GP Insights # 430, 25 October 2020
On 24 October, the US President Donald Trump announced that the Sudanese Prime Minister Abdalla Hamdok and Israeli Prime Minister Benjamin Netanyahu agreeing to normalize relations. The joint communique issued by the three states read: "The leaders agreed to the normalization of relations between Sudan and Israel and to end the state of belligerence between their nations". After the United Arab Emirates and Bahrain, Khartoum is the third Arab government to normalize ties with Israel in the last two months.
Palestinians called it a "new stab in the back".
What is the background?
First, the US pressure and incentives. On 19 October, following months of negotiations between the US administration and the transitional Sudanese government, Trump in a tweet, menitioned about his decision to remove Sudan from the State Sponsors of Terrorism (SST). He wrote, "New government of Sudan, which is making great progress, agreed to pay $335 million to US terror victims and families. Once deposited, I will lift Sudan from the State Sponsors of Terrorism list. At long last, Justice for the American people and a big step for Sudan!" Sudan's PM Hamdok responded by appreciating Trump's statement and said that Sudan was looking forward to Trump's "official notification to Congress rescinding the designation of Sudan as a state-sponsor of terrorism, which has cost Sudan too much." The US Congress is yet to approve any such move.
Second, Sudan's economic interests. The removal from the SST could help Sudan avail the much-required international investment that could address the country's spiralling inflation. As per Sudan's Central Bureau of Statistics, Sudan's annual inflation peaked to 212.29 per cent in September 2020 from 166.83 per cent in August. With the de-listing, Sudan will be relieved of its debts under the World Bank's and International Monetary Fund's Heavily Indebted Poor Countries (HIPC) Initiative.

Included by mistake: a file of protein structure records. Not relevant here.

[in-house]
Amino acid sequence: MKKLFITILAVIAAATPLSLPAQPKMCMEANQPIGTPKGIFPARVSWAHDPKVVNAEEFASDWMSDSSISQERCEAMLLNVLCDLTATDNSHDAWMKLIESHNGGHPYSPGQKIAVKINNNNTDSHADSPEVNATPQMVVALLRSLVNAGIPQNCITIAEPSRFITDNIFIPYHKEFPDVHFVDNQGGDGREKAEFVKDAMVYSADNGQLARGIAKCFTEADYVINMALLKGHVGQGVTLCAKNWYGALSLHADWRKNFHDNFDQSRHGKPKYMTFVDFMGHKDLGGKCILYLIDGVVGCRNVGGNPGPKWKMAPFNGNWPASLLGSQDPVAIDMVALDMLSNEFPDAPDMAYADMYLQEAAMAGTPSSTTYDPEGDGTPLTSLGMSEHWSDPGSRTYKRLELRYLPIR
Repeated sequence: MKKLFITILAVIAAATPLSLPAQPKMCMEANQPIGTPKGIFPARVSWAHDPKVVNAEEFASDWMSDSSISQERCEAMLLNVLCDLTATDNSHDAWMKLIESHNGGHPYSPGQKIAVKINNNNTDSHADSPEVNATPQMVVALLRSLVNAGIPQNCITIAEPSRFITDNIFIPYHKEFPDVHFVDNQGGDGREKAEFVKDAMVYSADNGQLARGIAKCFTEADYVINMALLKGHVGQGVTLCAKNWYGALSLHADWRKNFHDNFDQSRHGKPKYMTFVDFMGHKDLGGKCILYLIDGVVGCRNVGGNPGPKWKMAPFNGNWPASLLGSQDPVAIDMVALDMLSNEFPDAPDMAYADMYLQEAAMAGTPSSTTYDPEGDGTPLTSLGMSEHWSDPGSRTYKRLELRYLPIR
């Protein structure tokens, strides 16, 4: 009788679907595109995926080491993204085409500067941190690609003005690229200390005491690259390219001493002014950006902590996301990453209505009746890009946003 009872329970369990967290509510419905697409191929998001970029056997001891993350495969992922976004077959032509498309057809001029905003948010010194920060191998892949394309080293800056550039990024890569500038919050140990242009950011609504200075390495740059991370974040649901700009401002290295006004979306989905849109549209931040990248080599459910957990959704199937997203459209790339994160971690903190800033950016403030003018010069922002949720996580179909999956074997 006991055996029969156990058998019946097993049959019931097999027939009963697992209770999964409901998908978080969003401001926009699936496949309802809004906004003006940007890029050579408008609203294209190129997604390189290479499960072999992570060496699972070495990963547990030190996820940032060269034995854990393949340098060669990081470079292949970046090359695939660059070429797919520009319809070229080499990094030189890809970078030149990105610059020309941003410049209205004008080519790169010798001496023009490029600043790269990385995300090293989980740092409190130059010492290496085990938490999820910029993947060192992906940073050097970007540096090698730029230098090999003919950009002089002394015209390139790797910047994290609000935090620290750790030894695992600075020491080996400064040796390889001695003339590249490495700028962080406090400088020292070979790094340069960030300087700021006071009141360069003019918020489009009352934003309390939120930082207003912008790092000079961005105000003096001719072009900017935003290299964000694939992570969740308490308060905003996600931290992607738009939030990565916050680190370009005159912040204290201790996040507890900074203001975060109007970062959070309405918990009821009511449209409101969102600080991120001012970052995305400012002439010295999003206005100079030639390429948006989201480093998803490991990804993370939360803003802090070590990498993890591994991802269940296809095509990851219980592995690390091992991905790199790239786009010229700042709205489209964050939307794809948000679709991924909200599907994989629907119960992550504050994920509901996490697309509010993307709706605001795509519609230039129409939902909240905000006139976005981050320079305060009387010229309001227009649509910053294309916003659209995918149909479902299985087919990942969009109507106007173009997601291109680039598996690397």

What does it mean?
First Sudan has been internally skewed on the normalization, the de-listing and the economic gains mean much larger than the Palestinian cause for a country with rampant poverty, $60 billion in international debt and a crumbling economy. Moreover, the benefits will mollify the domestic criticism that could lead to the breakdown of Sudan's friable democratic transition.
Second, national interests and personal interests. For Israel, which has already approved the resumption of settlement construction, it means garnering more Arab support and furthering the interests of greater Israel. For Trump, it means a significant foreign policy score ahead of the upcoming US presidential elections. However, the nascent deal's success largely depends on the US Congress' decision. Thus, Sudan has insisted on holding the promised $335 million in victims' compensation in escrow until the Congress grants legal immunity.